(a) Intentionally, knowingly, or recklessly causes bodily injury to another person; or
(b) Negligently causes bodily injury to another person with a dangerous instrument.

(Emphasis added.) "'Bodily injury1" means physical pain, illness, or any impairment of physical condition." HRS § 707-700.

Bailey argues that when the jury found him guilty of the lesser included offense of Assault in the Third Degree, the verdict indicated that "it is indisputable that [Kualaau] was released from the trunk . . . without serious or substantial injury[, ]" thus validating Bailey's argument that he is guilty only of a class B Kidnapping felony.

The circuit court disagreed, pointing out that there was a distinction between finding an alleged victim was suffering from substantial bodily injury as opposed to determining who caused substantial bodily injury to that alleged victim. In other words, a jury could find that a person suffered "substantial bodily injury, " even though the jury could not determine who caused that "substantial bodily injury." The circuit court thus noted in this case that the jury could have concluded that: Kualaau had suffered "substantial bodily injury" (i.e. a broken nose); the State had not met its burden of proof as to who caused the broken nose; but that Bailey caused lesser "bodily injury" for purposes of the offense of Assault in the Third Degree. We agree with the circuit court.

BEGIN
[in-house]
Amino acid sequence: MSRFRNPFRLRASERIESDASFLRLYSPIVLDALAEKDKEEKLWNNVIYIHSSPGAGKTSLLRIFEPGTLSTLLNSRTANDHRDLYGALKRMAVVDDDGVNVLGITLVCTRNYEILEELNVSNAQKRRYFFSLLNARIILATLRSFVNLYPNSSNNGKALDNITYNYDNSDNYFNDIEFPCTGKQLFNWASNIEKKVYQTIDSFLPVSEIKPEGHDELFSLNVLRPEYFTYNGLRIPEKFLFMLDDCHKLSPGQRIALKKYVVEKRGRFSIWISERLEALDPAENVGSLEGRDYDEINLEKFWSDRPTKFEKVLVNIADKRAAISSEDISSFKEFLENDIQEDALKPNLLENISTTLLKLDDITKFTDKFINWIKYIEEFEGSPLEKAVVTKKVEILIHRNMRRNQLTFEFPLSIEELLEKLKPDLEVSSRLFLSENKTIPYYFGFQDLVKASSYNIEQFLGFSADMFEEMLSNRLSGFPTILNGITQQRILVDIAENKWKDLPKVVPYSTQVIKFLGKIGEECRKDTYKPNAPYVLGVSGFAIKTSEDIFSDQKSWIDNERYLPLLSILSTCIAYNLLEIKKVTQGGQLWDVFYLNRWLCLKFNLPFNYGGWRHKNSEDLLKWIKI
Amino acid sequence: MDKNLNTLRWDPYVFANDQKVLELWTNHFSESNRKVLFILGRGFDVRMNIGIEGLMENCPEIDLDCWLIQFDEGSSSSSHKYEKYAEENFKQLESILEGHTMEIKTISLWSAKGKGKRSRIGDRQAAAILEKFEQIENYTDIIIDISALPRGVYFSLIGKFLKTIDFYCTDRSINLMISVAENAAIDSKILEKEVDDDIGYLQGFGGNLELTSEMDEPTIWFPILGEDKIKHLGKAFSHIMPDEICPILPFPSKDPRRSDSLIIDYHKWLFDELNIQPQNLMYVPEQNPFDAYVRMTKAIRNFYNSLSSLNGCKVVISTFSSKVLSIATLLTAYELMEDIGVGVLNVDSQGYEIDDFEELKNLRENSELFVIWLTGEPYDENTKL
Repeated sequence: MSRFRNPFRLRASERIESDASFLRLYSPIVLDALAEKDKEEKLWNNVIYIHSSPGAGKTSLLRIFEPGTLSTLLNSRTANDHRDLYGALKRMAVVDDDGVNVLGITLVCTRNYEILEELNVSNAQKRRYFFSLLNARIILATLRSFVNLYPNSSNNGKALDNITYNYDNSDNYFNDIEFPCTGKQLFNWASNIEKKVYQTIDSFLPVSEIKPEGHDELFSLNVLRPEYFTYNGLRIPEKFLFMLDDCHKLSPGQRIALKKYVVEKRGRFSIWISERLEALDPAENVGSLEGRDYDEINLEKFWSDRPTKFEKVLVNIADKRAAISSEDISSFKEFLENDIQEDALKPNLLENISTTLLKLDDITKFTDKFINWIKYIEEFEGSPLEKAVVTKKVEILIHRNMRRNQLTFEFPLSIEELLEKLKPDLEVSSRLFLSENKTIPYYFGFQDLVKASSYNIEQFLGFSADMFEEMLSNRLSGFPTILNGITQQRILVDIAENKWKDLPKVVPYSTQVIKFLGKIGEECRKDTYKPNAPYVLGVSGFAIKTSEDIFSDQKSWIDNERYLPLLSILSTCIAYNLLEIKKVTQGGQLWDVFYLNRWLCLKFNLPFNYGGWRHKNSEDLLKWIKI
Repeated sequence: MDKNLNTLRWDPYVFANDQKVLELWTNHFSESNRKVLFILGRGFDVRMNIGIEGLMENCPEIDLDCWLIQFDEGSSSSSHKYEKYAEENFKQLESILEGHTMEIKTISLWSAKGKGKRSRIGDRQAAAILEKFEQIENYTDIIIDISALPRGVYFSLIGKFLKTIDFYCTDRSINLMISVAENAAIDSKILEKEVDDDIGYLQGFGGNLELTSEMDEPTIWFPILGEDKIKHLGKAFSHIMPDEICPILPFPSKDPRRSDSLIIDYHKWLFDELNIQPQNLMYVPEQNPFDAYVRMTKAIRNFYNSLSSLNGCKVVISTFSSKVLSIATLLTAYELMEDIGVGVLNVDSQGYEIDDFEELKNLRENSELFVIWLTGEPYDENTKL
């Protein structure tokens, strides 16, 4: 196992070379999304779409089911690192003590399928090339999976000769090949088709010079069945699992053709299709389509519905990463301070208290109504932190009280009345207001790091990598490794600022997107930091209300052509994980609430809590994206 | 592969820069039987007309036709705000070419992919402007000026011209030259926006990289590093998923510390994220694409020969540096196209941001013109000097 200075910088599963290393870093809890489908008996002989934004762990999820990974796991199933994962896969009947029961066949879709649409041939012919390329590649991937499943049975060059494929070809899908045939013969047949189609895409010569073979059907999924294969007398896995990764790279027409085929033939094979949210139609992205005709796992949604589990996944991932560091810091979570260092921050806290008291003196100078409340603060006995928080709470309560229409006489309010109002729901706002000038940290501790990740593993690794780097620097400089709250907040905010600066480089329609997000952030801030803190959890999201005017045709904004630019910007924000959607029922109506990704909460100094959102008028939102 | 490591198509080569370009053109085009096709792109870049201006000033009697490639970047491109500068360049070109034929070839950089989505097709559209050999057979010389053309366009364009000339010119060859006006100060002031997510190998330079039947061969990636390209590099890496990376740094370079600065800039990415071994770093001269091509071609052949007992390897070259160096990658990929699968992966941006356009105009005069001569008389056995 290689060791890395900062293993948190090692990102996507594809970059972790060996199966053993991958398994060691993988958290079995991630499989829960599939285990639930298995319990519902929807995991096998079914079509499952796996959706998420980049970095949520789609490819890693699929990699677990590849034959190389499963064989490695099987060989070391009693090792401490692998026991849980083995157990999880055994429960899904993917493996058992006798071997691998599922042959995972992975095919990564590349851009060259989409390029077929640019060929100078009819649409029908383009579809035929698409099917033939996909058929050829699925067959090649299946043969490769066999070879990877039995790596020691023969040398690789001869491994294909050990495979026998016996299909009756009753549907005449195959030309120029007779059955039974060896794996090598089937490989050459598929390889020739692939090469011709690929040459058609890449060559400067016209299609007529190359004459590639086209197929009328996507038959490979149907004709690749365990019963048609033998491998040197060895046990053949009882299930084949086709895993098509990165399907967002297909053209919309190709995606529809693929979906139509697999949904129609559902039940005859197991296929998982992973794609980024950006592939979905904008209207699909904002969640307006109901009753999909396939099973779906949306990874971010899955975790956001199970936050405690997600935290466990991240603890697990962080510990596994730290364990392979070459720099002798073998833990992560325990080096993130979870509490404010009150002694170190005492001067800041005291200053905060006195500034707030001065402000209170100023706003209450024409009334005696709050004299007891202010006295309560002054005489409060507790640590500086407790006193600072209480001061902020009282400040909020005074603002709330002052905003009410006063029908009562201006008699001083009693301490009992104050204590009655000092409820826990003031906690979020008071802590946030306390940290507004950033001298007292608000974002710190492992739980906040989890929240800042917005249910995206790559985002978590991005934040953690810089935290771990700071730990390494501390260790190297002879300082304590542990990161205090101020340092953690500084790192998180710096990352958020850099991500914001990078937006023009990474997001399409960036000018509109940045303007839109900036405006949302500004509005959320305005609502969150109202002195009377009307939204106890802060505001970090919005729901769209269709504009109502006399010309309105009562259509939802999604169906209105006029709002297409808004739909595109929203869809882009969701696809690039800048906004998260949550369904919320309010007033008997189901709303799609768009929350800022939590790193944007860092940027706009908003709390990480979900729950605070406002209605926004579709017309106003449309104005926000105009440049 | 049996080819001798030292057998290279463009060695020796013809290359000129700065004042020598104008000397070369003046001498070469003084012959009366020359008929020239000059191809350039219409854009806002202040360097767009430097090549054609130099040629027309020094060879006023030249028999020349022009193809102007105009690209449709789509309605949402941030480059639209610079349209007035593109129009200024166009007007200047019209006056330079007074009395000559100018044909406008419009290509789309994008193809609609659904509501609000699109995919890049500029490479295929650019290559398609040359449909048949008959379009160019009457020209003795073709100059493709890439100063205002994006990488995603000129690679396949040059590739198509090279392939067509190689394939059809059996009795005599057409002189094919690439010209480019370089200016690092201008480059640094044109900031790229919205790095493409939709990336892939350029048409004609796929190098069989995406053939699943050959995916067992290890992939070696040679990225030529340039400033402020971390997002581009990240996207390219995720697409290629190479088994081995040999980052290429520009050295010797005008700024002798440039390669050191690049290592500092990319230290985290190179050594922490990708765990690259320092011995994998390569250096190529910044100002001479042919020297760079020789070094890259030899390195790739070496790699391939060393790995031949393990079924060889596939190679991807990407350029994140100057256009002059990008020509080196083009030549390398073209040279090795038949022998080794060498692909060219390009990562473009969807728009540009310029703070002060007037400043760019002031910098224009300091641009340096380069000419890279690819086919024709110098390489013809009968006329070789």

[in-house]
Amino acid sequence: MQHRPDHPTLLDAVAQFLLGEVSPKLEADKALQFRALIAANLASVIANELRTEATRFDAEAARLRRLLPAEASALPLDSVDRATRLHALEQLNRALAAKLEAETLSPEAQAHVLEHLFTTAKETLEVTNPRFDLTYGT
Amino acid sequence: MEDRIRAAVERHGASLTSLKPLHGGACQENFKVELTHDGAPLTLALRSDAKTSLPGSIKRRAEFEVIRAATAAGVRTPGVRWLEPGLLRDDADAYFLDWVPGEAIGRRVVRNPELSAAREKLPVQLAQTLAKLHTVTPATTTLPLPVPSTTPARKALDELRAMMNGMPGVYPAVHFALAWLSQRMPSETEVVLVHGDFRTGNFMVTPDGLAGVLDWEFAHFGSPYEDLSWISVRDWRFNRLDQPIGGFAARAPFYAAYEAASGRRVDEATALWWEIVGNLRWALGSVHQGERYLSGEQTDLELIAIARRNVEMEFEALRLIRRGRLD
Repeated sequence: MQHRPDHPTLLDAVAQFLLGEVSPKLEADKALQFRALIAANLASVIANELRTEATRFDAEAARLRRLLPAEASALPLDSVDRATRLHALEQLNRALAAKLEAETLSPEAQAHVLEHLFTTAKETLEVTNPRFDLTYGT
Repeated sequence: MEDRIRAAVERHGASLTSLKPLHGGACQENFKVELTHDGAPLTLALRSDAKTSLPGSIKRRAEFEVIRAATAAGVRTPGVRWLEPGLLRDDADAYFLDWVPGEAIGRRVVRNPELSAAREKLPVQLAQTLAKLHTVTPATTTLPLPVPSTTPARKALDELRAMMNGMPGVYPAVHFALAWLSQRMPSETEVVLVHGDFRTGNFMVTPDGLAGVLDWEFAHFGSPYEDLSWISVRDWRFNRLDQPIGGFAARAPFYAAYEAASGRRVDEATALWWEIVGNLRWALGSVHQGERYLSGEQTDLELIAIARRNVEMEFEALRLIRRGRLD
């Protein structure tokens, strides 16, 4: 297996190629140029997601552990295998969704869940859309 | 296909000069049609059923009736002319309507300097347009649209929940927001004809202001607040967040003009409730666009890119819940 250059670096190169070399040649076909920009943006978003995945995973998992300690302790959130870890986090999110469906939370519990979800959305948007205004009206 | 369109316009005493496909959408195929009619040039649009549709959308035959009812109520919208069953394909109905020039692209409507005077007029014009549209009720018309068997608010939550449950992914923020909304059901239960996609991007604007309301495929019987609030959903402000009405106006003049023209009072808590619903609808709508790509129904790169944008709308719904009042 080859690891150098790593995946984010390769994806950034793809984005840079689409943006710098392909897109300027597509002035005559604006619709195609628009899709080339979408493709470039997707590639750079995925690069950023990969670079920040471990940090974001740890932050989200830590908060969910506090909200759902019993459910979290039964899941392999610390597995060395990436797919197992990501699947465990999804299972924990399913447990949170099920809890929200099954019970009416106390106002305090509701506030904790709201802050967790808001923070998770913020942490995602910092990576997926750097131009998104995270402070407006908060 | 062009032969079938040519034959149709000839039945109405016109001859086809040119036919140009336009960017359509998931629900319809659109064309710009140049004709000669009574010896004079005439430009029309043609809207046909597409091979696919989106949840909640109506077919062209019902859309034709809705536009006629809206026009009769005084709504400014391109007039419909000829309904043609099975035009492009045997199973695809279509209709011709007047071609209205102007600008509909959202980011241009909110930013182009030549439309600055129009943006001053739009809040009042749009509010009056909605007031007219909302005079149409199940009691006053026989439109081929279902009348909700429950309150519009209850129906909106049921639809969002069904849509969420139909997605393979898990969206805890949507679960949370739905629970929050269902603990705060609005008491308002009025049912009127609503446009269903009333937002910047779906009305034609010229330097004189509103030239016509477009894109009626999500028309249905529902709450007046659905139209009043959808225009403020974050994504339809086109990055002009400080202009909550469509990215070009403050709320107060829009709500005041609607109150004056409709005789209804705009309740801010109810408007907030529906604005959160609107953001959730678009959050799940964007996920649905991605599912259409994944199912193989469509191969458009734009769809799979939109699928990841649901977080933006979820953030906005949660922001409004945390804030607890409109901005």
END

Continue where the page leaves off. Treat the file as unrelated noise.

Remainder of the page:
Based on the record, there was sufficient evidence for the jury to conclude that Kualaau's nose was broken and thus, he suffered "substantial bodily injury." However, because Kualaau testified that a plastic bag and cloth covered his head and face when he was being punched in the face, there is no testimony as to which co-defendant was responsible for punching his face. There was sufficient evidence though for the jury to conclude that Bailey caused Kualaau to suffer "bodily injury."

Moreover and importantly, the jury clearly rejected Bailey's argument asserted on appeal that the offense should be reduced to a Class B felony Kidnapping offense when the jury answered each of the following special interrogatories in the affirmative:

1.Has the prosecution proven beyond a reasonable doubt that prior to trial [Bailey] did not release [Kualaau] voluntarily?
2.Has the prosecution proven beyond a reasonable doubt that prior to trial [Bailey] did not release [Kualaau] alive and not suffering from serious or substantial bodily injury?
3.Has the prosecution proven beyond a reasonable doubt that prior to trial [Bailey] did not release [Kualaau] in a safe place?

Given the evidence and the specific findings by the jury, the verdicts against Bailey are not inconsistent.[6]

Therefore,

IT IS HEREBY ORDERED that the Judgment of Conviction and Sentence filed on March 19, 2012, in the Circuit Court of the First Circuit, is affirmed.